A heme-protein-based oxygen-sensing mechanism controls the expression and suppression of multiple proteins in anoxia-tolerant turtle hepatocytes

S. C. Land, P. W. Hochachka

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Abstract

The O2 sensitivity of protein expression was assessed in hepatocytes from the western painted turtle. Anoxic cells consistently expressed proteins of 83.0, 70.4, 42.5, 35.3, and 16.1 kDa and suppressed proteins of 63.7, 48.2, 36.9, 29.5, and 17.7 kDa. Except for the 70.4-kDa protein, this pattern was absent during aerobic incubation with 2 mM NaCN, suggesting a specific requirement for O2. Aerobic incubation with Co2+ or Ni2+ increased expression of the 42.5-, 35.3-, and 16.1-kDa protein bands which was diminished with the heme synthesis inhibitor 4,6-dioxoheptanoic acid. Proteins suppressed in anoxia were also suppressed during aerobic incubation with Co2+ or Ni2+ but this was not relieved by 4,6-dioxoheptanoic acid. The anoxia- and Co2+/Ni2+-induced expression of the 42.5-, 35.3-, and 16.1-kDa protein bands was antagonized by 10% CO; however, with the exception of the 17.7-kDa protein, this was not found for any of the O2- or Co2+/Ni2+-suppressed proteins. Anoxia-induced proteins were compared with proteins expressed during heat shock. Heat shock proteins appeared at 90.2, 74.8, 63.4, 25, and 15.5 kDa and were of distinct molecular masses compared with the anoxia-induced proteins. These results suggest that O2-sensing mechanisms are active in the control of protein expression and suppression during anoxia and that, in the case of the 42.5-, 35.3-, 17.7-, and 16.1-kDa proteins, a conformational change in a ferro-heme protein is involved in transducing the O2 signal.

Original languageEnglish
Pages (from-to)7505-7509
Number of pages5
JournalProceedings of the National Academy of Sciences of the United States of America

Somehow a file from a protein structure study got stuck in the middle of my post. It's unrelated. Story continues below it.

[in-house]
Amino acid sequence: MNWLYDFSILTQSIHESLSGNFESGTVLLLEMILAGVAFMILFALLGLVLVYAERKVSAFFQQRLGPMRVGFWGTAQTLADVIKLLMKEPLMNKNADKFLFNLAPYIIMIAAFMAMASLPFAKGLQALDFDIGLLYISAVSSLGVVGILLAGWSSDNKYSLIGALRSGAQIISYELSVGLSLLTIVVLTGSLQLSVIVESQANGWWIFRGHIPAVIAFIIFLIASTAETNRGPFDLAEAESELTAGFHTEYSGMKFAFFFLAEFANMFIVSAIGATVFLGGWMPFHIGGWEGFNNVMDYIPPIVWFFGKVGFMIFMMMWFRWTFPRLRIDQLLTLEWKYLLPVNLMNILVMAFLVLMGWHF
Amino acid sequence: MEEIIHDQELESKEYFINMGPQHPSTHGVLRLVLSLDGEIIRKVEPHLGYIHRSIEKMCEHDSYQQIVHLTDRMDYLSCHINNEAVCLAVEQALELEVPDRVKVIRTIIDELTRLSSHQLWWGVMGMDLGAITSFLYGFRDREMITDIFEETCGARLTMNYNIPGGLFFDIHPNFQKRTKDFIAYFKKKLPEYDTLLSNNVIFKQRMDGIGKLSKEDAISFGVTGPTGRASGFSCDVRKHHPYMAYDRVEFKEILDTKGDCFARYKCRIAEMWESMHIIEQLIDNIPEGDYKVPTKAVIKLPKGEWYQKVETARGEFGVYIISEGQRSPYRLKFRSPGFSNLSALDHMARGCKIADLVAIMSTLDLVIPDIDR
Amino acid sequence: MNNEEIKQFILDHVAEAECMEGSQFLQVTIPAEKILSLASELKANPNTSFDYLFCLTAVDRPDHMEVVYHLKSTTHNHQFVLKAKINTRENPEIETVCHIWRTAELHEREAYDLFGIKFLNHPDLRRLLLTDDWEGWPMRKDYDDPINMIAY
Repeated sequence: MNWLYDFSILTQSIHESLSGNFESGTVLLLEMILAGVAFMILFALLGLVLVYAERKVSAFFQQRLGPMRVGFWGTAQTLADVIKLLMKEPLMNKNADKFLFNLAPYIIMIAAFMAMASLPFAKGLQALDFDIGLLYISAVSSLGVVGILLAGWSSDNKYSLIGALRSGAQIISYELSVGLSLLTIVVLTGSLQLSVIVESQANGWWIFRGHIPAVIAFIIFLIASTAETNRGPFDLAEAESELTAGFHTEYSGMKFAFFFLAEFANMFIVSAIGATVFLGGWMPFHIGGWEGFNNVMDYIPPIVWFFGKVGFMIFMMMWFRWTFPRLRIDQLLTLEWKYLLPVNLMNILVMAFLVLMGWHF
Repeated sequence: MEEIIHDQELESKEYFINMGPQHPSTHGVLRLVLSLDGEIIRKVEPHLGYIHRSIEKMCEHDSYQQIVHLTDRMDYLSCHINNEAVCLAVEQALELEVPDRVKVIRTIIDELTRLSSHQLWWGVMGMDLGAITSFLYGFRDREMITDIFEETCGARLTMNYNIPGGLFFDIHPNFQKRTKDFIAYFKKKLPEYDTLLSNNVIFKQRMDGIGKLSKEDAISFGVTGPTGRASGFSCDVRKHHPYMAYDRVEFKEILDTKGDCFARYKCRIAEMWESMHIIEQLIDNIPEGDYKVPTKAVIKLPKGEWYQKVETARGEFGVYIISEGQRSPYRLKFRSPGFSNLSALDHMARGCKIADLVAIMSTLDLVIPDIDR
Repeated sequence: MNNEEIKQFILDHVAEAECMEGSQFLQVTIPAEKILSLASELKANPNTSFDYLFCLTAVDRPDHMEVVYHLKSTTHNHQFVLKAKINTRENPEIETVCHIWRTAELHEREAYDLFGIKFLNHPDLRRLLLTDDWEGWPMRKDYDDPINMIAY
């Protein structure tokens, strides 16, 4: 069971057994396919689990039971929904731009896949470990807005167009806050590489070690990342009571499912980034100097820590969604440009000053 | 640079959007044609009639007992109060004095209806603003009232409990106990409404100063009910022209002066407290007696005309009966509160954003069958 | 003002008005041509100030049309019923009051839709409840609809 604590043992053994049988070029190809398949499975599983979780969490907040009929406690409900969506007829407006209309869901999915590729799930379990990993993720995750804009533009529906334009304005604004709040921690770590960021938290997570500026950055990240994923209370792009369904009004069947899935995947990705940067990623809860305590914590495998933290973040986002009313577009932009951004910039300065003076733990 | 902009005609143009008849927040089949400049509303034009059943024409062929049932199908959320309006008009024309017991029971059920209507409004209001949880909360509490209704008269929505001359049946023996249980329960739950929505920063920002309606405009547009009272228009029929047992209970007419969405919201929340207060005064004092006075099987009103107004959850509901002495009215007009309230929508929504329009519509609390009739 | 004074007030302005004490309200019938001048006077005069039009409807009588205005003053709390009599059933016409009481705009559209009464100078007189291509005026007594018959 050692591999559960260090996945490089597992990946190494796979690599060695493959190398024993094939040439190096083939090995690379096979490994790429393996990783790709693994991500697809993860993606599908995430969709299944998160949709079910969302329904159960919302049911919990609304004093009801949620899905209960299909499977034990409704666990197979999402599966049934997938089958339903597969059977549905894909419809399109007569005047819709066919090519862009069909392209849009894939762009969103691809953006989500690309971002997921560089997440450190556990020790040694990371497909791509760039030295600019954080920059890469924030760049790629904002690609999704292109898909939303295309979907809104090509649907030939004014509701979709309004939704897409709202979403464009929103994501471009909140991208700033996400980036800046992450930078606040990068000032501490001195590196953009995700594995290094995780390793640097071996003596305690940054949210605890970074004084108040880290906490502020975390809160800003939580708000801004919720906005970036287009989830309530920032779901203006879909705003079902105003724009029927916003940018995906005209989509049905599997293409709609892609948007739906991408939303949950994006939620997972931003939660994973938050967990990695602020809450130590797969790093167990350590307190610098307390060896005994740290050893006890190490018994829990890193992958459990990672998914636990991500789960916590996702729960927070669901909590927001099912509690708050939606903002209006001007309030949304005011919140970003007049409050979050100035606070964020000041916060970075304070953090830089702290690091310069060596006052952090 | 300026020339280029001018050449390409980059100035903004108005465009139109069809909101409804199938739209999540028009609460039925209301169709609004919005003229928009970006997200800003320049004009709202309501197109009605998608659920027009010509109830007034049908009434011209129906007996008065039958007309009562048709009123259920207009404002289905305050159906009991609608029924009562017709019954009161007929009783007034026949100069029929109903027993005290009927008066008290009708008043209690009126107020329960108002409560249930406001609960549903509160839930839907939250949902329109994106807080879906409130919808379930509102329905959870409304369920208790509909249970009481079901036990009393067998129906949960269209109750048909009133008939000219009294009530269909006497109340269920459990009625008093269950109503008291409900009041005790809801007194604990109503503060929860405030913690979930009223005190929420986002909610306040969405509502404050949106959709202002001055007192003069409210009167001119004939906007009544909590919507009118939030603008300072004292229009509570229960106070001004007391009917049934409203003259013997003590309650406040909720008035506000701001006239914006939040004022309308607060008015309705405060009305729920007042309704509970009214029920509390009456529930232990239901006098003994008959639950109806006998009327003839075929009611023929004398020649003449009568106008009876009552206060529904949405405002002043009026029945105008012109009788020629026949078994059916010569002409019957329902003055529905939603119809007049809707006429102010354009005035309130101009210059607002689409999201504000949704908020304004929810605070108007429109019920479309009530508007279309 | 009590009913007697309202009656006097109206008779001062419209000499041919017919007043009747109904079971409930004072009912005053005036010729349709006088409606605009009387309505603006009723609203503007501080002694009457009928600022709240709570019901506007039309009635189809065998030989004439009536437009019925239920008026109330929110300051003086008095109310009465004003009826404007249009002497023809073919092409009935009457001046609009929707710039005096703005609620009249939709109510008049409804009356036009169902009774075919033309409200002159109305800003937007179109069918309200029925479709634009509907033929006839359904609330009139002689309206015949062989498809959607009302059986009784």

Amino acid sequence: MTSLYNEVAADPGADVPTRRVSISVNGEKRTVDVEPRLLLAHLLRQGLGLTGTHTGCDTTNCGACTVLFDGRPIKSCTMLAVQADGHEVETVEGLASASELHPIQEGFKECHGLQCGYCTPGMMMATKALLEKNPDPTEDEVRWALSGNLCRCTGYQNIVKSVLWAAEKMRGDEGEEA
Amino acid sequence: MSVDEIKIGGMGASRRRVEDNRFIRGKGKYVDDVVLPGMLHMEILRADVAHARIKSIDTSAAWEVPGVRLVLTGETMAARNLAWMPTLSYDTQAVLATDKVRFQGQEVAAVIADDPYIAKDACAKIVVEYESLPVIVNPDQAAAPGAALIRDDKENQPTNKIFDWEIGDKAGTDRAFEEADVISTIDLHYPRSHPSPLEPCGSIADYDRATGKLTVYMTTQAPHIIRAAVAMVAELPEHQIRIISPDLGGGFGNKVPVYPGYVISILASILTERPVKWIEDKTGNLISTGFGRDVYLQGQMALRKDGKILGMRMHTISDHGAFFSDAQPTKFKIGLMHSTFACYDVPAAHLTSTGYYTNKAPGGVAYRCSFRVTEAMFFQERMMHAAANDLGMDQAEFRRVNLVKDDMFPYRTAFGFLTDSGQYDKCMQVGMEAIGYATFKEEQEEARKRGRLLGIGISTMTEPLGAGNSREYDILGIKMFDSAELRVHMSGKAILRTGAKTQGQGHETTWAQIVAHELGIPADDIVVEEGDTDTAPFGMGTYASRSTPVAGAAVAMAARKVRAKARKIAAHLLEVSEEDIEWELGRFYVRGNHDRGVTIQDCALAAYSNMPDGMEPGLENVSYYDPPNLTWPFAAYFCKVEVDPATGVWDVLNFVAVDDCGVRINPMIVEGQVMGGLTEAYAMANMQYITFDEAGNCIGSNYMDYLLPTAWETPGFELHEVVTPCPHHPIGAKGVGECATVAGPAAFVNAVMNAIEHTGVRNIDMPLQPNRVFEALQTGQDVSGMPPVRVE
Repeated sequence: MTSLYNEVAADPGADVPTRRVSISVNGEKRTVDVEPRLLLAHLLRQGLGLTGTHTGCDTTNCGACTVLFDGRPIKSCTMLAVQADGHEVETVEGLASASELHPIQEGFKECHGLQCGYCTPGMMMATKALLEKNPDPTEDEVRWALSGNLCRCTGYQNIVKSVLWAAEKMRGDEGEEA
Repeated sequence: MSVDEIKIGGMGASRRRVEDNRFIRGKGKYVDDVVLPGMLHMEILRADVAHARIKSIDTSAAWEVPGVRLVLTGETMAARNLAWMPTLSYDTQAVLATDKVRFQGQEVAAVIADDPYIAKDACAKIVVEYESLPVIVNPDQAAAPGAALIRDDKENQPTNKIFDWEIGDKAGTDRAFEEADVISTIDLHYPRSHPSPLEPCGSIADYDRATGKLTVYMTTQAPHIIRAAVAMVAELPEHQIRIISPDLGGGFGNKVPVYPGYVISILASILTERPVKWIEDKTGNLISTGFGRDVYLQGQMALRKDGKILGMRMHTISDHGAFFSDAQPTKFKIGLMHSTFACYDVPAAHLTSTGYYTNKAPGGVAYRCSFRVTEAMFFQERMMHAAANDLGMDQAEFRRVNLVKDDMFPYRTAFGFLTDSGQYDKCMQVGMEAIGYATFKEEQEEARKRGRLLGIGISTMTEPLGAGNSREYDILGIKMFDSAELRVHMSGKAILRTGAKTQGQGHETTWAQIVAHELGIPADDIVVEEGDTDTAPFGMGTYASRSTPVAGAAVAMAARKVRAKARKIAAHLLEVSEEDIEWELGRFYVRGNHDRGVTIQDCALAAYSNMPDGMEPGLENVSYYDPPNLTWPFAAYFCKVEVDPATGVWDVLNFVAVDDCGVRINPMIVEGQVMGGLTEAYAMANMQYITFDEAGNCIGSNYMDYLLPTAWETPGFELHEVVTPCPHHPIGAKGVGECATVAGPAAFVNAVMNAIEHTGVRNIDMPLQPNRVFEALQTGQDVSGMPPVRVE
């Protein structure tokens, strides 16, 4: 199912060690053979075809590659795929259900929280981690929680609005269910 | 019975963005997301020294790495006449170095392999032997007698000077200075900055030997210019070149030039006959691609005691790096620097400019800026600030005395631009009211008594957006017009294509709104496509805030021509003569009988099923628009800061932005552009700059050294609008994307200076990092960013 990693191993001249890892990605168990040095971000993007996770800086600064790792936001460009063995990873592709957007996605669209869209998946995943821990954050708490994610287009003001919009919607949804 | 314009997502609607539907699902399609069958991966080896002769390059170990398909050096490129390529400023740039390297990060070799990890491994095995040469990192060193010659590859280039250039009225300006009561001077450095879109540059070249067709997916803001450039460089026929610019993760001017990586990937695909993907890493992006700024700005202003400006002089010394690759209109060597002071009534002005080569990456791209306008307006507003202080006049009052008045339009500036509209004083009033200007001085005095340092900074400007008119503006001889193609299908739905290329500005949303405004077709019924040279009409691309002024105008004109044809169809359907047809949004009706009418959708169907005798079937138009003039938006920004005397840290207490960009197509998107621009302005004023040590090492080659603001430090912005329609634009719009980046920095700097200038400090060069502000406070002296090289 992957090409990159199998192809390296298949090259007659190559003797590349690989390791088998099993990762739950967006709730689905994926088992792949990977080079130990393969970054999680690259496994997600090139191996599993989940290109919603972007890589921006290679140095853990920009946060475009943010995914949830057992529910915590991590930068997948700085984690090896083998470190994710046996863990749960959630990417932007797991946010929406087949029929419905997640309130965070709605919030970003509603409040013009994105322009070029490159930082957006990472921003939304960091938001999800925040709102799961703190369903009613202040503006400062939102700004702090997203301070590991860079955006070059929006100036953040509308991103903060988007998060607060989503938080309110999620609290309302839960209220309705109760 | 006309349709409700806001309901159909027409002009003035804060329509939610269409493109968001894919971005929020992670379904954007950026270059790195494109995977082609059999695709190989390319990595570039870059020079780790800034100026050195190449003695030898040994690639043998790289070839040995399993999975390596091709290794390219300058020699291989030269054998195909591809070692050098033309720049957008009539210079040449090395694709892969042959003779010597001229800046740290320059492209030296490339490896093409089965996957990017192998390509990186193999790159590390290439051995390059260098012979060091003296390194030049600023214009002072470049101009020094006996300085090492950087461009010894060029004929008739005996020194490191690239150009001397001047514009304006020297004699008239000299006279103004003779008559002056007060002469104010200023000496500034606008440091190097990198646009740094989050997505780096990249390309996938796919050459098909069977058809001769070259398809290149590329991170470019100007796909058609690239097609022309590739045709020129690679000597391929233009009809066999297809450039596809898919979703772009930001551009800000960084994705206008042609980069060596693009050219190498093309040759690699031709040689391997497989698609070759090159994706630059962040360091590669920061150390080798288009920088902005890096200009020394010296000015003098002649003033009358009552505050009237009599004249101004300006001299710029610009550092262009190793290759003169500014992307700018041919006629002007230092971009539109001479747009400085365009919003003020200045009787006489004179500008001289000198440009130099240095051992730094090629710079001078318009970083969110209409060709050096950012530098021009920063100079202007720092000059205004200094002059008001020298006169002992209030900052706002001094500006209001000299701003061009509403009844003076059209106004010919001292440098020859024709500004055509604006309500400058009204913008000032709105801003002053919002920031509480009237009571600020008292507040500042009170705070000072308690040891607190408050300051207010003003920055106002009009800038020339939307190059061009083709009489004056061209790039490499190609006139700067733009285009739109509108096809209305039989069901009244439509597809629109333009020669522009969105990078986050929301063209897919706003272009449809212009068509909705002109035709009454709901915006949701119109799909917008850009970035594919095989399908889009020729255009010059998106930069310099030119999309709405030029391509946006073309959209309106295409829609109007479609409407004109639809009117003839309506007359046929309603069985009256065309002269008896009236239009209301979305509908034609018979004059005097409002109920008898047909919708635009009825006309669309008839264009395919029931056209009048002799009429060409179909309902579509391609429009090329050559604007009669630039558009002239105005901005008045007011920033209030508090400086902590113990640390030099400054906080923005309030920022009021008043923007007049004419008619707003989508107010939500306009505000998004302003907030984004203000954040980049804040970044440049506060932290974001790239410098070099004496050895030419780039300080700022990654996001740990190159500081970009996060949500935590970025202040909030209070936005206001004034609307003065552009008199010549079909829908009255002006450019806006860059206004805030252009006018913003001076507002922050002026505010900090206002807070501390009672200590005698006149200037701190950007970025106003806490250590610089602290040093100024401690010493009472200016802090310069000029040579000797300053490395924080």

Volume92
Issue number16
DOIs
Publication statusPublished - 1 Aug 1995

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Hemeproteins
Turtles
Hepatocytes
Oxygen
Proteins
Hypoxia
Carbon Monoxide
Heat-Shock Proteins
Heme

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title = "A heme-protein-based oxygen-sensing mechanism controls the expression and suppression of multiple proteins in anoxia-tolerant turtle hepatocytes",
abstract = "The O2 sensitivity of protein expression was assessed in hepatocytes from the western painted turtle. Anoxic cells consistently expressed proteins of 83.0, 70.4, 42.5, 35.3, and 16.1 kDa and suppressed proteins of 63.7, 48.2, 36.9, 29.5, and 17.7 kDa. Except for the 70.4-kDa protein, this pattern was absent during aerobic incubation with 2 mM NaCN, suggesting a specific requirement for O2. Aerobic incubation with Co2+ or Ni2+ increased expression of the 42.5-, 35.3-, and 16.1-kDa protein bands which was diminished with the heme synthesis inhibitor 4,6-dioxoheptanoic acid. Proteins suppressed in anoxia were also suppressed during aerobic incubation with Co2+ or Ni2+ but this was not relieved by 4,6-dioxoheptanoic acid. The anoxia- and Co2+/Ni2+-induced expression of the 42.5-, 35.3-, and 16.1-kDa protein bands was antagonized by 10{\%} CO; however, with the exception of the 17.7-kDa protein, this was not found for any of the O2- or Co2+/Ni2+-suppressed proteins. Anoxia-induced proteins were compared with proteins expressed during heat shock. Heat shock proteins appeared at 90.2, 74.8, 63.4, 25, and 15.5 kDa and were of distinct molecular masses compared with the anoxia-induced proteins. These results suggest that O2-sensing mechanisms are active in the control of protein expression and suppression during anoxia and that, in the case of the 42.5-, 35.3-, 17.7-, and 16.1-kDa proteins, a conformational change in a ferro-heme protein is involved in transducing the O2 signal.",